Although the initial responses were impressive, the two women had very different outcomes. Stacy’s cancer seemed to completely disappear for nine months, although her forehead tumour has apparently now come back and is being controlled with radiotherapy.
However, the other woman was less lucky and after just two months her cancer had come back worse than before. But on a more positive note, the researchers managed to use the iodine-shuttling protein to see where the virus infection had taken hold in her body. It revealed that the virus had indeed infected all her tumours, even though it hadn’t managed to eradicate them.
Why did it work?
As we mentioned, many cancer-killing viruses have not been as successful in human trials as they have been in the lab. One reason that the measles virus might have worked in Stacy’s case is that it was injected at such high doses.
The Mayo Clinic team have been testing their modified measles virus over several years, and initially started testing doses around 100,000 times lower than in these two patients. This suggests that there may be some kind of ‘critical level’ of virus in the body that has to be reached before it can take effect – knowledge that may be useful for other virus researchers around the world.
One other thing to note about the two patients in this trial – neither of them had antibodies against the measles virus in their blood that might have ‘mopped it up’ and made it less effective. This may have been because they had not been exposed to the virus or vaccinated against it, or their previous cancer treatment could have wiped them out.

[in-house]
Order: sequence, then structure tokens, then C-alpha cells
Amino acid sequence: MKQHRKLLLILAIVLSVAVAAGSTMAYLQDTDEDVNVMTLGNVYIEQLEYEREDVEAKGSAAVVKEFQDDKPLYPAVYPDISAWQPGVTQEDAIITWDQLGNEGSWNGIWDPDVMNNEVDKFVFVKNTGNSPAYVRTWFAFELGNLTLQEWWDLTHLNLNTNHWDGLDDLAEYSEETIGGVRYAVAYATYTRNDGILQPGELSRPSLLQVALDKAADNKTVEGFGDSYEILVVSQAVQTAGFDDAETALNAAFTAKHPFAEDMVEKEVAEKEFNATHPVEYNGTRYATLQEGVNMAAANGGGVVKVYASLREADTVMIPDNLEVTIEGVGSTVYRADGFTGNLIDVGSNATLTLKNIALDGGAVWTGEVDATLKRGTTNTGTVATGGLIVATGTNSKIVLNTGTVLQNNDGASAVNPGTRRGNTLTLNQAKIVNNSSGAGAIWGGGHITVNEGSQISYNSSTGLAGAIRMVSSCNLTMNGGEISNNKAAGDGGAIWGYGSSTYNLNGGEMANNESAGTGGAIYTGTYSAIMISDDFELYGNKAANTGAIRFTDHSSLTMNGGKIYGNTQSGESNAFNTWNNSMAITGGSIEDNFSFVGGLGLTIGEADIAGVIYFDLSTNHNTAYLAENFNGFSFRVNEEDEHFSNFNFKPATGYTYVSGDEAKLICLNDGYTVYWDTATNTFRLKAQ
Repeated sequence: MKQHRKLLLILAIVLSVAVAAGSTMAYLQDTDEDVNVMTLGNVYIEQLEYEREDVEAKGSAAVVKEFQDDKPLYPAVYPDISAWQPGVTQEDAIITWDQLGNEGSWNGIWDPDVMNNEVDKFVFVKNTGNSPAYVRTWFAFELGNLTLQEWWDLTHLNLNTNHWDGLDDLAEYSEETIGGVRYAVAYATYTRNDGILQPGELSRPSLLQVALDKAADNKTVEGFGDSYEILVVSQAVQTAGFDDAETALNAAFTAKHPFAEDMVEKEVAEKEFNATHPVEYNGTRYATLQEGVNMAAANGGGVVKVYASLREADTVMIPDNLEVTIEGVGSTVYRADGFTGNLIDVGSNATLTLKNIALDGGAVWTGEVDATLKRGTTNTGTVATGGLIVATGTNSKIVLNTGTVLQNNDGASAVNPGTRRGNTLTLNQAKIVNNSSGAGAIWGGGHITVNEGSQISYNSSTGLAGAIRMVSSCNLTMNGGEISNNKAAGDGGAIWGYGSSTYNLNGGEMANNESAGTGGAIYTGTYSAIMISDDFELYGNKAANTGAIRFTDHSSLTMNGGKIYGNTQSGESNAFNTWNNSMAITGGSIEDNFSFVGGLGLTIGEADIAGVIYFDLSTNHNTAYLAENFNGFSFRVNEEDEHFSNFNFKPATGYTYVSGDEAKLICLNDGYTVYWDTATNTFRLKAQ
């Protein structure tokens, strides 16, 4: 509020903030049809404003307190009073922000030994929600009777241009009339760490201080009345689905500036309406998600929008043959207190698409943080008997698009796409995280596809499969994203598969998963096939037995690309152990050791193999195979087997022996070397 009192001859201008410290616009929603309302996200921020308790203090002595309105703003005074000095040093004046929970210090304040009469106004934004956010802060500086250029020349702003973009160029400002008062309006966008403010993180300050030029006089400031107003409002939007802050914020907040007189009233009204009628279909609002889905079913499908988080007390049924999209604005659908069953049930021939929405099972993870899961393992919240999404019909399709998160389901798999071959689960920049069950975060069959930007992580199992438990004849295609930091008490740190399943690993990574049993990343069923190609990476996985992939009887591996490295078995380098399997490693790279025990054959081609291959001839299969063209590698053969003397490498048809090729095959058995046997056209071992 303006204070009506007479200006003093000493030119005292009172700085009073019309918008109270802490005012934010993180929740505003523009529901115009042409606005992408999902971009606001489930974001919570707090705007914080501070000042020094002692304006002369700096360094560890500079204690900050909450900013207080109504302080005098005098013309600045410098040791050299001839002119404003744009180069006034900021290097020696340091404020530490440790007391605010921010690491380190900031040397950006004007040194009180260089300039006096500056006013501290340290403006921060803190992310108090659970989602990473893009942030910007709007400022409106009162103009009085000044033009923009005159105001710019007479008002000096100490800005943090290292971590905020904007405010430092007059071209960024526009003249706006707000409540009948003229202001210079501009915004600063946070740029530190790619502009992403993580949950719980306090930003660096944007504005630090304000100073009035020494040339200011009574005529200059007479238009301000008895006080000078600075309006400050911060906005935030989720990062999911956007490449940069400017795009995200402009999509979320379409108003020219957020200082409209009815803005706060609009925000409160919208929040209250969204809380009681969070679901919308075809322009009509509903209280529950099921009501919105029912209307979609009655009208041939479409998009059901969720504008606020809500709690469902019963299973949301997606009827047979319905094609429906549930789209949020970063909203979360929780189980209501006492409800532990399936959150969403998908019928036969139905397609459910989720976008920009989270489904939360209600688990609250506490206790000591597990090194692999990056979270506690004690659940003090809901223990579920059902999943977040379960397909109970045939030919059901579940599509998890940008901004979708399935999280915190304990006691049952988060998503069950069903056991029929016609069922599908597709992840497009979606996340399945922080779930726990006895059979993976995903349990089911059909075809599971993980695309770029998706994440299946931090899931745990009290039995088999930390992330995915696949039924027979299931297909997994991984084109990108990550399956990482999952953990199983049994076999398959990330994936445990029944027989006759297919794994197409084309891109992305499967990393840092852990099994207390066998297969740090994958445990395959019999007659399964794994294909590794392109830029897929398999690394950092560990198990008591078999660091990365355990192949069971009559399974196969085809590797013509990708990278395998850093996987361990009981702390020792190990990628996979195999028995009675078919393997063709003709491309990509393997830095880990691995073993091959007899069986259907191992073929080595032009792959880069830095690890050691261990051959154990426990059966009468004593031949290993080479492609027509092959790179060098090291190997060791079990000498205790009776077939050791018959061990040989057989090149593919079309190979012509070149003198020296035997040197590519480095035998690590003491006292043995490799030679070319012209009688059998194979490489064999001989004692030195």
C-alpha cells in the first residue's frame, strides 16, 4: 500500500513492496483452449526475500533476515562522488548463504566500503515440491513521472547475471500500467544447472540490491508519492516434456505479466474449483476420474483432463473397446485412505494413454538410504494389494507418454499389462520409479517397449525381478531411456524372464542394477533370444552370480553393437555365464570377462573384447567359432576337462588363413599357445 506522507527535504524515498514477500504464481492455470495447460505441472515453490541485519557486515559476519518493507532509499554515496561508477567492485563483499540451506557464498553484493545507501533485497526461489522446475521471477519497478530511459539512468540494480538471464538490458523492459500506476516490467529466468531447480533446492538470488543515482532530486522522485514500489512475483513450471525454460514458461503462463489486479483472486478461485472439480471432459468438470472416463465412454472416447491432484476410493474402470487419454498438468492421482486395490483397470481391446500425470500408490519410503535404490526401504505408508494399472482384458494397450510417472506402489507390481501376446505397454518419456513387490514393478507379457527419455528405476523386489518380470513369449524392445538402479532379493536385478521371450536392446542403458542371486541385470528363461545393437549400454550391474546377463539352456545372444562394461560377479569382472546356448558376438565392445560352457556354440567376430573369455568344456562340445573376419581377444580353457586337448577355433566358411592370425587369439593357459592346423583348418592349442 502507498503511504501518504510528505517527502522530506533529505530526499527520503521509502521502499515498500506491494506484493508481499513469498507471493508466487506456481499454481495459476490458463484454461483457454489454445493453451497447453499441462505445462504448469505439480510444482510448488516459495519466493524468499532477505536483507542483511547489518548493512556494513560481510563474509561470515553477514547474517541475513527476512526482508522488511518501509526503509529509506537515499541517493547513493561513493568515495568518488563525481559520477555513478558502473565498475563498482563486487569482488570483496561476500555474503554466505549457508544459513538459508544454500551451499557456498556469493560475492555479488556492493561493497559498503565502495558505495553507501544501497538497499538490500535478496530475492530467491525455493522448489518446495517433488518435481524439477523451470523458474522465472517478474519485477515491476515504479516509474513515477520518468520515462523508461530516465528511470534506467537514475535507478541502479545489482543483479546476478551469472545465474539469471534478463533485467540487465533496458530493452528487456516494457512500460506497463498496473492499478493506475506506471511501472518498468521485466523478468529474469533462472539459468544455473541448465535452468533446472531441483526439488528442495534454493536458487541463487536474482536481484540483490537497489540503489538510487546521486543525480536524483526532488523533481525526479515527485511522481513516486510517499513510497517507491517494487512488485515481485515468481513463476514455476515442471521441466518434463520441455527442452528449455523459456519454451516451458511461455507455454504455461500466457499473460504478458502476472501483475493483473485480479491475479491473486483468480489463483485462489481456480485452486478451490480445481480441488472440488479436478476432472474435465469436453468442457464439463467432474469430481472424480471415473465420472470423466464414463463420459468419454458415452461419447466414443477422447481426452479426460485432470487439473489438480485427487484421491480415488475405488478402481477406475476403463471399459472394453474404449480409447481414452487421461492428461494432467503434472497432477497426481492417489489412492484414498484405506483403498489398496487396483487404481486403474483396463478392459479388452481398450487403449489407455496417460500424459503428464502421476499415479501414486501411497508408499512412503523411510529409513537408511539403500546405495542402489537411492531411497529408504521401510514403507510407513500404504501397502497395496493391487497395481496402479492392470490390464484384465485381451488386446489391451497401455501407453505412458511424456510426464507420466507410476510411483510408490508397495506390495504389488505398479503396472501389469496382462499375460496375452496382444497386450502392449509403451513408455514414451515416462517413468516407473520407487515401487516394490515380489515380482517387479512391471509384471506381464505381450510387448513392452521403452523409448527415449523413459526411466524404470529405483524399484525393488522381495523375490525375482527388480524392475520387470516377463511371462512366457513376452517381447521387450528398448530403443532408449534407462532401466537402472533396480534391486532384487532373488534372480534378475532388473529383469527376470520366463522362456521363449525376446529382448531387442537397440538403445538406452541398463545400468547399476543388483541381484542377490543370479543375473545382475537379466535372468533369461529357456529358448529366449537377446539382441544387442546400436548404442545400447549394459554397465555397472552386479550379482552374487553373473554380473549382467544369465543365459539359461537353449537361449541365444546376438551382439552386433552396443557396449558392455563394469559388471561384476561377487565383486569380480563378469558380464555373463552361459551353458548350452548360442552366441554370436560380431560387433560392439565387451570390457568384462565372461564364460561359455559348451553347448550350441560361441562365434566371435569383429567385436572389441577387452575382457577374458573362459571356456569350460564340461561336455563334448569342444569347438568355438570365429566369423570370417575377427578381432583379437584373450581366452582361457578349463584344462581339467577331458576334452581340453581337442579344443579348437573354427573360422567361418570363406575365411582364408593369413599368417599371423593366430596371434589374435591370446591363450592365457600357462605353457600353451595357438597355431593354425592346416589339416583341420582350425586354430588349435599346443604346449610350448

Today, many people are vaccinated against measles as children, which involves injecting a very small amount of non-infectious measles virus, so are likely to have antibodies against it. So one of the next steps for the Mayo Clinic team is to work out how to get round this problem – perhaps by only giving the treatment to people who don’t have measles antibodies, by masking the virus in some way (like our own researchers’ approach with adenovirus), or by modifying the virus so it looks suitably different from the real thing that it can’t be recognised by measles antibodies.
However, it’s certainly not a good reason to suggest skipping the measles or MMR vaccine in childhood – measles is an unpleasant disease at best and fatal at worst, and is still one of the leading global causes of death among young children.
Stacy’s story is certainly an impressive result from an exciting field of research, and we look forward to seeing more results from the Mayo Clinic team’s trial as they come through.
But these are just two patients, only one of whom is still alive, and one success story does not make a miracle cure. We need to see results from many more patients to know whether the virus is safe and effective at treating cancer and that Stacy’s incredible outcome wasn’t just a fluke.
It’s also important to note that the measles virus approach won’t work for all cancers. Myeloma was chosen for this trial as the measles virus specifically targets the bone marrow. It would need significant genetic modifications before it could be persuaded to attack other types of cancer cells, and other oncolytic viruses are being designed to target different types of cancer.
In this short video about the research, Dr Russell is hopeful about the prospects for his modified measles virus, saying “We believe it can become a single shot cure.”
But despite the bold words and headlines, which might make you think that a measles-based cancer cure is just around the corner, the best approach to this new study is cautious optimism. It’s incredible science – and a fantastic outcome for one woman and her family – but (as ever) more work still needs to be done.
This article originally appeared on the Cancer Research UK website and is reproduced here with permission.